"As technology continues to evolve faster and faster, the things that used to be really new, just even a year ago or a year and a half ago, you can find deep discounts on now."
He says with the day after Christmas falling on a Friday this year, this is a potentially big weekend for retailers. Babin says the true post-Christmas shopper knows where to find the best deal.
"You will see some people going out and buying a lot of Christmas decorations the day after because they're probably your best bargains the day after Christmas."
It's Christmas Day and State Police are urging motorists to be extra careful on the road. Many people will be on Louisiana roadways today visiting friends and family.
Sgt. Nick Manale says they want this to be a safe time of year for everybody.
"The easiest thing that you can do is, of course, to always make sure you are properly wearing your seat belt and make sure everyone in your vehicle is properly wearing their seat belt and properly restrained.
He also says you should never drink and drive. Manale says troopers will be out patrolling Louisiana highways and interstates today.
"They're not out there to ruin anybody's holiday, but just to make sure that everybody's being safe and get to their destination and have a happy holiday."
Manale says, unfortunately, they see an increase in serious injury and fatality crashes around the holiday season. He says troopers do what they can to help drivers be safe, but motorists need to do their part, as well. He says it's important to make smart decisions behind the wheel.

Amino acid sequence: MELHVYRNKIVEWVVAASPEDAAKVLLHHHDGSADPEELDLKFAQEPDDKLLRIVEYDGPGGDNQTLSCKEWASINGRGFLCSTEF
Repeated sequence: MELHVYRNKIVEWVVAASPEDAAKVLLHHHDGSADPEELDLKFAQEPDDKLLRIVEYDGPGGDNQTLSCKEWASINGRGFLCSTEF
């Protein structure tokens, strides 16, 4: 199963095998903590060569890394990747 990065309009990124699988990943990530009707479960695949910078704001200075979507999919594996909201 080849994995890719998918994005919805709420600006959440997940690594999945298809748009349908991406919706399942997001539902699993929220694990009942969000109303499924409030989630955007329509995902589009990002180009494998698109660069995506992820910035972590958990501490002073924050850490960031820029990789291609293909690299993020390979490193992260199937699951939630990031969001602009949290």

"Not drinking and driving, not riding with impaired drivers and, of course, just making good choices, being responsible, and enjoying the holiday season."
The 2014 year in Louisiana politics will be one for the history books. Among the notable points -- the Republican party finished its return to dominance, Mary Landrieu lost her US-Senate seat and former Governor Edwin Edwards finally ends his hopes of being in public office again.
Political analyst Clancy Dubos says then there's the 5th District Kissing Congressman Vance McAllister.
"It's rare to see someone burst on to the scene, then fizzle out all within 12 months," said Dubos. "That's what happened to Vance McAllister."
Dubos says it's his feeling that Edwin Edwards political career was over when he went to federal prison. He says the fact that the former Governor made the runoff had nothing to do with his popularity, but that there was no other significant Democratic candidate in the 6th District race.
"So he inherited the Democratic base, but he didn't get any more than that in the runoff," said Dubos. "What he did was guarantee the election of whoever his Republican opponent was and that happened to be Garret Graves."
Dubos says there were many careers that ended this year not just Landrieu's, Edwards' and McAllister so he'd consider 2014 a year of closure in Louisiana politics.
"Voters closed the books on many political chapters and I put Landrieu in that category," said Dubos. "They all happened for different reasons but they all happened this year."
The North American Aerospace Defense Command has already started tracking Ole Saint Nick on his present delivering journey around the world.
NORAD spokeswoman Major Beth Smith says making sure the skies are safe is part of their mission and they began tracking Santa in 1955 when a number for the jolly guy was misprinted in the media and instead kids were calling their center.
"And rather than dash the child's hopes by telling him that Santa wasn't there, Colonel Harry Shoup decided to play along and track Santa for him," said Smith.
Smith says the reindeer journey looks smooth so far and they don't anticipate there being any disturbances in St. Nick's path this year. She says the NORAD military command is well equipt to track anything that travels in the sky including Santa.
Smith says trackers can call 1-877-Hi-NORAD to inquire about Santa's whereabouts or go to www.noradsanta.org.